However, L.R.’s difficulty with telling the truth, the whole truth, is eclipsed by the evidence of the two other women, whose evidence will be the subject of Parts 2 and 3 of The Ghomseshi Verdict.

Lawdiva aka Georgialee Lang

6 thoughts on “The Ghomeshi Verdict: Part 1

  1. Finally……a published opinion that looks at the facts!
    I’m a female and he was tried and convicted in the media and through women’s groups long before the trial started.
    This case reiterates the fact that women can be deceptive and manipulative if they feel wronged.
    Every actual “victim” will recount the details over and over again exactly the same way. The story doesn’t deviate because the truth is easier to remember.

  2. J.K – Actually every “actual” victim won’t recount the details over and over the same way as anyone who has been one of a number of witnesses to any sudden event can attest. However, that is not the issue in this case.

    L.R. was interviewed after the verdict and despite the interviewer nicely offering her a chance to explain why she chose not to disclose the kissing scenario L.R. reiterated her view that it was not disclosed as it was not relevant to what the alleged assailant did to her.

    I read the reasons for judgment and if there’s a common thread between the three complainants it’s their personal decisions to withhold information that in their personal view wasn’t relevant to what happened to them. The Judge, however, takes a different view and no matter how much he might have wanted to convict on the evidence victims presented could not find a path to conviction as witnesses chose to deceive, withhold and not understand their oath – to tell the whole truth and nothing but the truth.

    There is a potential fix in these cases and that would be for victims to be given legal instruction separate from the Crown prosecution that focuses not on the facts of the case but on the process that takes place in court as well as what they should and shouldn’t do in discussing this case or their evidence with others.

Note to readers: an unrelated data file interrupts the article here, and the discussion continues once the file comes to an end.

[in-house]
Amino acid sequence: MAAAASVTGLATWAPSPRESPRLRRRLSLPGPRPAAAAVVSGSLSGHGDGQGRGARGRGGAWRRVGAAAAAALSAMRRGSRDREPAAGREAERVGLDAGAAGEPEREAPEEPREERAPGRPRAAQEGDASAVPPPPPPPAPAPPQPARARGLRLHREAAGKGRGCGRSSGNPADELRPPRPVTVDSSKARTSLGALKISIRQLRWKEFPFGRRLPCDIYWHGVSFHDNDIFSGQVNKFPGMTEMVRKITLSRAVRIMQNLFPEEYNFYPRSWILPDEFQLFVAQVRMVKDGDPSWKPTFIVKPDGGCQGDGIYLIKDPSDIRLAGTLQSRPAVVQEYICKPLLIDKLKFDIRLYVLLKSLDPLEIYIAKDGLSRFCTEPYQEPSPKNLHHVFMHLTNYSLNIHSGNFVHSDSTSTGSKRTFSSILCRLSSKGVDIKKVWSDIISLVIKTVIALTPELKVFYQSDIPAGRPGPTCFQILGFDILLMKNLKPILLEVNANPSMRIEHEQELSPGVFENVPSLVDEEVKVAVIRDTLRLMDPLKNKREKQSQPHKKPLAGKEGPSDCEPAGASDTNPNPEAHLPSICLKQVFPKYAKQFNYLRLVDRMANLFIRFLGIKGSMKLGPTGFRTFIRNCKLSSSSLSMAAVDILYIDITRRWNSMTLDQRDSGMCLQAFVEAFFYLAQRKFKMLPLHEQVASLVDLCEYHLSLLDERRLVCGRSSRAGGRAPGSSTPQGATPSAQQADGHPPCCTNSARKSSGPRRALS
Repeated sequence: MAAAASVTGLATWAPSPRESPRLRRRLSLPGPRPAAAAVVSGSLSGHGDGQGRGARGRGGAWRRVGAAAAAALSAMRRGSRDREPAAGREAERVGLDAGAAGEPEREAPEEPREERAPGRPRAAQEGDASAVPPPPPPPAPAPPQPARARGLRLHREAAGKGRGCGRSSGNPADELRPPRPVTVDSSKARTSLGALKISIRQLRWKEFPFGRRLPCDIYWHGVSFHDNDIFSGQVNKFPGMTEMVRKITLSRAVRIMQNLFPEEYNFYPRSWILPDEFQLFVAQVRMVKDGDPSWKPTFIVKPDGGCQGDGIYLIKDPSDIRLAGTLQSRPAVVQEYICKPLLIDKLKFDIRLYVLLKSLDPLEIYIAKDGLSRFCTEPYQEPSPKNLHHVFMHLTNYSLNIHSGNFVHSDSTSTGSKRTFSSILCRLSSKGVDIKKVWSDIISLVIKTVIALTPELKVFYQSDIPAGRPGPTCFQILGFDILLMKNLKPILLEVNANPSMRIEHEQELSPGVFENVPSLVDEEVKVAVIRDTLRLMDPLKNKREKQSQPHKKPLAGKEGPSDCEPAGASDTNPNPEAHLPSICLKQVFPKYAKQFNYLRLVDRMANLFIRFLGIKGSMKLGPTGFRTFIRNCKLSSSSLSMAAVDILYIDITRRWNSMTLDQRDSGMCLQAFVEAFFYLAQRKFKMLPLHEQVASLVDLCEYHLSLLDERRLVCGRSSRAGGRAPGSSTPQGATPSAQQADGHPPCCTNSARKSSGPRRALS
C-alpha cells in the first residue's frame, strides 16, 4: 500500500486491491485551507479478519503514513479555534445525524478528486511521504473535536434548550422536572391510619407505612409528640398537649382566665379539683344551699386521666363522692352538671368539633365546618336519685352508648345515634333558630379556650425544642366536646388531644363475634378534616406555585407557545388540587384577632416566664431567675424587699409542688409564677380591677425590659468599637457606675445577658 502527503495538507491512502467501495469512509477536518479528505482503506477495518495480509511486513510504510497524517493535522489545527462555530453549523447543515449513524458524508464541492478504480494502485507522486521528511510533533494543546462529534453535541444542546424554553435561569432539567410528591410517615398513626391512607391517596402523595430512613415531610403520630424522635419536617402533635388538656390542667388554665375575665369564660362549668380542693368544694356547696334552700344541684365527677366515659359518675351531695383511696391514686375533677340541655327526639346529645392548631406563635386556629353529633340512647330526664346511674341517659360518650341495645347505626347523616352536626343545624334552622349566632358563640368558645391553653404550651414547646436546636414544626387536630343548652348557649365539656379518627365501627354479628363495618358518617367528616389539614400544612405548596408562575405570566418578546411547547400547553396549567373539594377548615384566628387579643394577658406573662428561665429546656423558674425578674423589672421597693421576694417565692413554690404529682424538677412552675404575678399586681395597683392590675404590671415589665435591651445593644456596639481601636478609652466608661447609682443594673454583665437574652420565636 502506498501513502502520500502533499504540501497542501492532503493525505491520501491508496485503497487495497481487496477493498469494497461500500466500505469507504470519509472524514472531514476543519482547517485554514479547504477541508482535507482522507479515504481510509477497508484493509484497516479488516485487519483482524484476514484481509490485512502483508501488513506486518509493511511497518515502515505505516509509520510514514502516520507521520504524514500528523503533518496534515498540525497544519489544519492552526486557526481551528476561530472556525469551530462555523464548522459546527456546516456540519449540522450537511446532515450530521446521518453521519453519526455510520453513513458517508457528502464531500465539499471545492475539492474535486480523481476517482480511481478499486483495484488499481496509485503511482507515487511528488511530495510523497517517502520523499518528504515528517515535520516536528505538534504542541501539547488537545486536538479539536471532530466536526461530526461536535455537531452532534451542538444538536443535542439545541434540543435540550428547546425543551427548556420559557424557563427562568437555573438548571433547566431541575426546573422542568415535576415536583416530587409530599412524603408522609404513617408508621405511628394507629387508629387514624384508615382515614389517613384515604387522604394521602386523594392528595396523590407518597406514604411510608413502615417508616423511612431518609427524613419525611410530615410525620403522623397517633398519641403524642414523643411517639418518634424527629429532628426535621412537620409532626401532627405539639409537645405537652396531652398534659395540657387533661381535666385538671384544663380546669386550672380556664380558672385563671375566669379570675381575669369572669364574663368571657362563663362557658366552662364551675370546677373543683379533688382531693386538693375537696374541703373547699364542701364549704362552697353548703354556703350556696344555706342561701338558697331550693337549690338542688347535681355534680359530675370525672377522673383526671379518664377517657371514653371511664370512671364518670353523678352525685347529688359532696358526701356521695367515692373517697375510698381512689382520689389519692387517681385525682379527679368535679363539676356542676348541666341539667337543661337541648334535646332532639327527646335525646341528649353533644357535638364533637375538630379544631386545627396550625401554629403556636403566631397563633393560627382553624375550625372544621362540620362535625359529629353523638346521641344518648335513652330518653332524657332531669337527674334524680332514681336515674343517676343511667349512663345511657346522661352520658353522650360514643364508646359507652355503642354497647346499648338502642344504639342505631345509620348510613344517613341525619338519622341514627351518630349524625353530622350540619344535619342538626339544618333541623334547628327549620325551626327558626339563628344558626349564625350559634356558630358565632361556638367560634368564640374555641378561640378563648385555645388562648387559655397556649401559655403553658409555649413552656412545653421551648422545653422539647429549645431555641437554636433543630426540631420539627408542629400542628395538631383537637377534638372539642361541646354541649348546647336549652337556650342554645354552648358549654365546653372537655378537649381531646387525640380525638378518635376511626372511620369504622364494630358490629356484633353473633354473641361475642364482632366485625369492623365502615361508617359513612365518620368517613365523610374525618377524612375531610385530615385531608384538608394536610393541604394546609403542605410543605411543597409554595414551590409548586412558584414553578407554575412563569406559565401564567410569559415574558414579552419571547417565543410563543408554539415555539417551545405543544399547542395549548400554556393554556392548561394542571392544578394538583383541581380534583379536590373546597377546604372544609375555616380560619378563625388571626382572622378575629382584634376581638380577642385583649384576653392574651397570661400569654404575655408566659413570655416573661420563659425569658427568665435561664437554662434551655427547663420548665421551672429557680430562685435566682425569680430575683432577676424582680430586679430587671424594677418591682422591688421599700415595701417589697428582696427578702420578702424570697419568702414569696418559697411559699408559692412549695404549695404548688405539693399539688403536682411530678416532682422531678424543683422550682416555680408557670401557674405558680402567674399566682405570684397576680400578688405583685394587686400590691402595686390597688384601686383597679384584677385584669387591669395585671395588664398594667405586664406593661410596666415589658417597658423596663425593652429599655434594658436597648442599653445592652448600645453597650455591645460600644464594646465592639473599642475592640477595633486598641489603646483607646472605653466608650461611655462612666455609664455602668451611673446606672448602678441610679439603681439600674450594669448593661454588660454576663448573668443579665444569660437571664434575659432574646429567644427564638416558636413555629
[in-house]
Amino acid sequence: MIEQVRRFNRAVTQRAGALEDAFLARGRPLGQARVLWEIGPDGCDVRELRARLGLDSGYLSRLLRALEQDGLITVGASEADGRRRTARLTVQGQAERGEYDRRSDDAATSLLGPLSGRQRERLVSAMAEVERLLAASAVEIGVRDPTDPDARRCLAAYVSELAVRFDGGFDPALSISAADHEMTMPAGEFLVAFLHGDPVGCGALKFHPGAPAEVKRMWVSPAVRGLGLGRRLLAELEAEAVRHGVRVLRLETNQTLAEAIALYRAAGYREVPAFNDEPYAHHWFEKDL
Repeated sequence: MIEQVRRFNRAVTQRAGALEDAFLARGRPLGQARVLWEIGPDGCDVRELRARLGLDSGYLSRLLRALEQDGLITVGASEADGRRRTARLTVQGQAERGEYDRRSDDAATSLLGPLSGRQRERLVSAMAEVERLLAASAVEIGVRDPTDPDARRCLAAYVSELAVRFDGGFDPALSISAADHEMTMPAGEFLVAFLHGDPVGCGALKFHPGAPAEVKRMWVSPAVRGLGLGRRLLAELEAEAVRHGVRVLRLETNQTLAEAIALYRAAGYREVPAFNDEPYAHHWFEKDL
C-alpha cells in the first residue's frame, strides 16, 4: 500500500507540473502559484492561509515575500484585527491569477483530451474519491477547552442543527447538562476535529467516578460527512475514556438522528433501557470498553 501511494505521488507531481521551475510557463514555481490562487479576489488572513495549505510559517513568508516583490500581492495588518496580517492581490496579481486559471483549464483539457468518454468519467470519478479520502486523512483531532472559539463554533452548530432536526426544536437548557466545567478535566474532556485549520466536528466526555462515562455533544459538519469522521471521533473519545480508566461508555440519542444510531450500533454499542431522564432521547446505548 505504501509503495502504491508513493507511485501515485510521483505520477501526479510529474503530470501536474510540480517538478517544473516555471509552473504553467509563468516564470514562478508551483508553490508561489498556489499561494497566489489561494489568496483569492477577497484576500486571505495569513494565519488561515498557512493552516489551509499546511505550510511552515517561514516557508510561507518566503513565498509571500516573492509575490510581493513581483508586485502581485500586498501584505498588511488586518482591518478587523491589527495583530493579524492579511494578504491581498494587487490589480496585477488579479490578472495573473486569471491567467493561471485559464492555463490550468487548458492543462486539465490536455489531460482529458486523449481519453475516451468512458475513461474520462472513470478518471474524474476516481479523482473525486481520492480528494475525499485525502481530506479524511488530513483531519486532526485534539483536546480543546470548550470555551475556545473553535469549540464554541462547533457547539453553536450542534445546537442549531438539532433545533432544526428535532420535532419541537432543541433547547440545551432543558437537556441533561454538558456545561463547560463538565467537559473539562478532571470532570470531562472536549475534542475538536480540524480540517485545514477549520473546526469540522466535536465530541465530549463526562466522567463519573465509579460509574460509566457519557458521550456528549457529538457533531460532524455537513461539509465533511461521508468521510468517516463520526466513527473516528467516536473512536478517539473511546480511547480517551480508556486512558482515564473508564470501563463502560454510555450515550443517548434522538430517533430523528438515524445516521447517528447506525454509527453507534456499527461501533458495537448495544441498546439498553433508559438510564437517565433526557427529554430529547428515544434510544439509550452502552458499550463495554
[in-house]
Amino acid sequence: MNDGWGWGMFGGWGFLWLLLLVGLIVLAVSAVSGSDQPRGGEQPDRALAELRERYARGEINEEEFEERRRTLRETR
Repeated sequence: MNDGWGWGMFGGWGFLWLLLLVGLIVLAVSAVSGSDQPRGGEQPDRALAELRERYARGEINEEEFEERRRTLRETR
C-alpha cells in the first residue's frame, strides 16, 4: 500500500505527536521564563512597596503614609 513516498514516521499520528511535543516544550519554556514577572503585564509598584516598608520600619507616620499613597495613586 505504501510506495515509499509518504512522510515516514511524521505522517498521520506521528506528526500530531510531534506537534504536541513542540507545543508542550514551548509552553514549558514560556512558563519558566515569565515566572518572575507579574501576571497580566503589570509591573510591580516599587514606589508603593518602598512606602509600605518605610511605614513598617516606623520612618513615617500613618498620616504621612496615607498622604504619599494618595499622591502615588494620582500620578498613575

1. Greg You are generous in your analysis that their mistake was in withholding “irrelevant” evidence. Unfortunately, it was much more than that. Both L.R. and Lucy DeCoutere “lied” when they said they cut off contact with the accused after the sexual assaults. See my follow-up Part 2 post this afternoon. Cheers and thanks for commenting! Georgialee

      1. A person can tell about a time when they cut off contact and then tell about the contact resuming only for the other side to then only use the statement of the initial cutting off of contact against them as a statement of cutting off contact permanently. I don’t see the word (cut-off contact) “permanently” having come from the victims mouths.

      2. If you read the judge’s Reasons you will see the witnesses hid the fact they stayed in touch with Mr. Ghomeshi. All they needed to do was tell the truth, but they lied and that’s why Ghomeshi walked away from serious charges. Once a witness is found to be a liar, the court will have trouble believing anything they say, particularly in a criminal trial. We can only hope that the victim/witness in the trial he faces in June 2016 will be completely honest and forthcoming.

    2. It is true that if one prevaricates or lies it is difficult to keep one’s story “straight”. That’s why I always tell my clients to tell the truth and let the chips fall where they may. As a lawyer I can “work” with the truth, but lies are impossible to deal with.